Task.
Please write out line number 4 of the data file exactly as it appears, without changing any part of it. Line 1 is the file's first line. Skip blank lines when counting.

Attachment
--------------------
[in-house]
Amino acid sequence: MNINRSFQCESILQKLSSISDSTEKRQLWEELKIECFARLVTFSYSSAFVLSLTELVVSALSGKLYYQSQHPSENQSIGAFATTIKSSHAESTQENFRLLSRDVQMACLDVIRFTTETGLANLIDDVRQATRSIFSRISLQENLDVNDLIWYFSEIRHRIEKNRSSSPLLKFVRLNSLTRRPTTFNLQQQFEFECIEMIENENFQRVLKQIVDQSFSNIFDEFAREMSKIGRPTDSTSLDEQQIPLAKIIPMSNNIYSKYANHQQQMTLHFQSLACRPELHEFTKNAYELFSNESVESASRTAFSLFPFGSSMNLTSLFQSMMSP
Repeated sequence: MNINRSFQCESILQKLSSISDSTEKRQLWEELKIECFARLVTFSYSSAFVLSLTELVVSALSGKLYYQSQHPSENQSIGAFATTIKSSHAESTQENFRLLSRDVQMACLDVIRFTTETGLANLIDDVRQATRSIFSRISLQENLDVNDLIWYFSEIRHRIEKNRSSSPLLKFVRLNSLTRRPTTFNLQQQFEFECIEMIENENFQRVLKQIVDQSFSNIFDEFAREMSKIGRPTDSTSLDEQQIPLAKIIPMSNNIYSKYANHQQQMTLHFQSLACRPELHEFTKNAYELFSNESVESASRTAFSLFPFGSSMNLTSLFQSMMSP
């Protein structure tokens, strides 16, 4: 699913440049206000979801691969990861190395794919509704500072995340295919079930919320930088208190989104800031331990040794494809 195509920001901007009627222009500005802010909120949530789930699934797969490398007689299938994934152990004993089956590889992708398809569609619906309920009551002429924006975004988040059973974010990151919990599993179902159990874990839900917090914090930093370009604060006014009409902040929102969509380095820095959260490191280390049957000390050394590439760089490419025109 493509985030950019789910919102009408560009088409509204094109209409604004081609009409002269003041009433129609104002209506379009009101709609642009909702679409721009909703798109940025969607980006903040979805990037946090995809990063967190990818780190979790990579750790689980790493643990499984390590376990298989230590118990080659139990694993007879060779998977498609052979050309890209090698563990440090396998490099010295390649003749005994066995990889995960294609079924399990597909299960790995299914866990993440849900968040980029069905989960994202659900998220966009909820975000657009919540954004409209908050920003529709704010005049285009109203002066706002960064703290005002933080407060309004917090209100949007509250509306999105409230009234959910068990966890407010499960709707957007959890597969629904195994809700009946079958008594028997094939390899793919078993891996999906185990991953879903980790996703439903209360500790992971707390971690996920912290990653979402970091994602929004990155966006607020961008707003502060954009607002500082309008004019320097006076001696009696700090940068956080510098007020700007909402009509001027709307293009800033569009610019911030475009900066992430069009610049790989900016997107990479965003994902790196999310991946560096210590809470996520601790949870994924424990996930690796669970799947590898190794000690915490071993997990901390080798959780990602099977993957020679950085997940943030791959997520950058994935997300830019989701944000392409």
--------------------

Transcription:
């Protein structure tokens, strides 16, 4: 699913440049206000979801691969990861190395794919509704500072995340295919079930919320930088208190989104800031331990040794494809 195509920001901007009627222009500005802010909120949530789930699934797969490398007689299938994934152990004993089956590889992708398809569609619906309920009551002429924006975004988040059973974010990151919990599993179902159990874990839900917090914090930093370009604060006014009409902040929102969509380095820095959260490191280390049957000390050394590439760089490419025109 493509985030950019789910919102009408560009088409509204094109209409604004081609009409002269003041009433129609104002209506379009009101709609642009909702679409721009909703798109940025969607980006903040979805990037946090995809990063967190990818780190979790990579750790689980790493643990499984390590376990298989230590118990080659139990694993007879060779998977498609052979050309890209090698563990440090396998490099010295390649003749005994066995990889995960294609079924399990597909299960790995299914866990993440849900968040980029069905989960994202659900998220966009909820975000657009919540954004409209908050920003529709704010005049285009109203002066706002960064703290005002933080407060309004917090209100949007509250509306999105409230009234959910068990966890407010499960709707957007959890597969629904195994809700009946079958008594028997094939390899793919078993891996999906185990991953879903980790996703439903209360500790992971707390971690996920912290990653979402970091994602929004990155966006607020961008707003502060954009607002500082309008004019320097006076001696009696700090940068956080510098007020700007909402009509001027709307293009800033569009610019911030475009900066992430069009610049790989900016997107990479965003994902790196999310991946560096210590809470996520601790949870994924424990996930690796669970799947590898190794000690915490071993997990901390080798959780990602099977993957020679950085997940943030791959997520950058994935997300830019989701944000392409």